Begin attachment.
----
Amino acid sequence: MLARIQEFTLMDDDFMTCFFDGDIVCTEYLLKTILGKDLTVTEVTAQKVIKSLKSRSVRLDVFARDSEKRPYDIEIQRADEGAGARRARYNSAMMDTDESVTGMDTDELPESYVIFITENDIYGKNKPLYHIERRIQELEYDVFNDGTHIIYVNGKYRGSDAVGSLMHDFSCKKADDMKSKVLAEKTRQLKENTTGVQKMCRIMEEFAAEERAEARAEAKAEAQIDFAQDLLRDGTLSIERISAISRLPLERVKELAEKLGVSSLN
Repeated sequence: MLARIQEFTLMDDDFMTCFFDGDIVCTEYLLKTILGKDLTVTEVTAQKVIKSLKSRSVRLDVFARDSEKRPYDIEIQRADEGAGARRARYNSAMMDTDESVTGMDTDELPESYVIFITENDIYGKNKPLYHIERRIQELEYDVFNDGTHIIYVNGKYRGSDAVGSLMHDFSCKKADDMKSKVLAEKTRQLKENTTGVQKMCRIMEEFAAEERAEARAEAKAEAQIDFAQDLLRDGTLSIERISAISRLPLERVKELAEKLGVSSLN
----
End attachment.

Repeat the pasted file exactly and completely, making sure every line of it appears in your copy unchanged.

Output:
Amino acid sequence: MLARIQEFTLMDDDFMTCFFDGDIVCTEYLLKTILGKDLTVTEVTAQKVIKSLKSRSVRLDVFARDSEKRPYDIEIQRADEGAGARRARYNSAMMDTDESVTGMDTDELPESYVIFITENDIYGKNKPLYHIERRIQELEYDVFNDGTHIIYVNGKYRGSDAVGSLMHDFSCKKADDMKSKVLAEKTRQLKENTTGVQKMCRIMEEFAAEERAEARAEAKAEAQIDFAQDLLRDGTLSIERISAISRLPLERVKELAEKLGVSSLN
Repeated sequence: MLARIQEFTLMDDDFMTCFFDGDIVCTEYLLKTILGKDLTVTEVTAQKVIKSLKSRSVRLDVFARDSEKRPYDIEIQRADEGAGARRARYNSAMMDTDESVTGMDTDELPESYVIFITENDIYGKNKPLYHIERRIQELEYDVFNDGTHIIYVNGKYRGSDAVGSLMHDFSCKKADDMKSKVLAEKTRQLKENTTGVQKMCRIMEEFAAEERAEARAEAKAEAQIDFAQDLLRDGTLSIERISAISRLPLERVKELAEKLGVSSLN